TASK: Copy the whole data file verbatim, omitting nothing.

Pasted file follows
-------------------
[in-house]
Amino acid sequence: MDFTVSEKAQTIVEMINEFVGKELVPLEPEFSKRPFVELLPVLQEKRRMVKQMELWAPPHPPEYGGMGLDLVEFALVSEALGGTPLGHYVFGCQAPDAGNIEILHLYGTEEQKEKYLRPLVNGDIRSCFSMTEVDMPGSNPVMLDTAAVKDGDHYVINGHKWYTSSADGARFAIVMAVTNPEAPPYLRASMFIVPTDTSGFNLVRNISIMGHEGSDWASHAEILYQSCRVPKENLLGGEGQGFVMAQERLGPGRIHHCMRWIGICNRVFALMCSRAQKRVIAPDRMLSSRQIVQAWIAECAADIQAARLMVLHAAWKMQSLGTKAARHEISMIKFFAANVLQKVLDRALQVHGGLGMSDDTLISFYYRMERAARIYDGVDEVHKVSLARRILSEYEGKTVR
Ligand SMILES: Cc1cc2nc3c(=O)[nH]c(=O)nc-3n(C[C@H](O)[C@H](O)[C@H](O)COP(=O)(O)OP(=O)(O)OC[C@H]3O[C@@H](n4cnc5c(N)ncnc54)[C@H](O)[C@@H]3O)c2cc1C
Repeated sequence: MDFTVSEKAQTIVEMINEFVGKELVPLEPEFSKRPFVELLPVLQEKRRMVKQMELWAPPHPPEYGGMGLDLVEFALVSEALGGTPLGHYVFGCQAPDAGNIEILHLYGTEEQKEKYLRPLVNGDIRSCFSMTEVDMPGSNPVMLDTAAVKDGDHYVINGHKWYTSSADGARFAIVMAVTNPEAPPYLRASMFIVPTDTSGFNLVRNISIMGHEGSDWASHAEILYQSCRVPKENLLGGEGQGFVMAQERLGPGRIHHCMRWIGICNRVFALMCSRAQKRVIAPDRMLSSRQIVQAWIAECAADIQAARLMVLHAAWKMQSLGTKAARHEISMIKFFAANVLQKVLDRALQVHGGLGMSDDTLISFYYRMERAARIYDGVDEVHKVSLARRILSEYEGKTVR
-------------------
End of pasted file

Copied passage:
[in-house]
Amino acid sequence: MDFTVSEKAQTIVEMINEFVGKELVPLEPEFSKRPFVELLPVLQEKRRMVKQMELWAPPHPPEYGGMGLDLVEFALVSEALGGTPLGHYVFGCQAPDAGNIEILHLYGTEEQKEKYLRPLVNGDIRSCFSMTEVDMPGSNPVMLDTAAVKDGDHYVINGHKWYTSSADGARFAIVMAVTNPEAPPYLRASMFIVPTDTSGFNLVRNISIMGHEGSDWASHAEILYQSCRVPKENLLGGEGQGFVMAQERLGPGRIHHCMRWIGICNRVFALMCSRAQKRVIAPDRMLSSRQIVQAWIAECAADIQAARLMVLHAAWKMQSLGTKAARHEISMIKFFAANVLQKVLDRALQVHGGLGMSDDTLISFYYRMERAARIYDGVDEVHKVSLARRILSEYEGKTVR
Ligand SMILES: Cc1cc2nc3c(=O)[nH]c(=O)nc-3n(C[C@H](O)[C@H](O)[C@H](O)COP(=O)(O)OP(=O)(O)OC[C@H]3O[C@@H](n4cnc5c(N)ncnc54)[C@H](O)[C@@H]3O)c2cc1C
Repeated sequence: MDFTVSEKAQTIVEMINEFVGKELVPLEPEFSKRPFVELLPVLQEKRRMVKQMELWAPPHPPEYGGMGLDLVEFALVSEALGGTPLGHYVFGCQAPDAGNIEILHLYGTEEQKEKYLRPLVNGDIRSCFSMTEVDMPGSNPVMLDTAAVKDGDHYVINGHKWYTSSADGARFAIVMAVTNPEAPPYLRASMFIVPTDTSGFNLVRNISIMGHEGSDWASHAEILYQSCRVPKENLLGGEGQGFVMAQERLGPGRIHHCMRWIGICNRVFALMCSRAQKRVIAPDRMLSSRQIVQAWIAECAADIQAARLMVLHAAWKMQSLGTKAARHEISMIKFFAANVLQKVLDRALQVHGGLGMSDDTLISFYYRMERAARIYDGVDEVHKVSLARRILSEYEGKTVR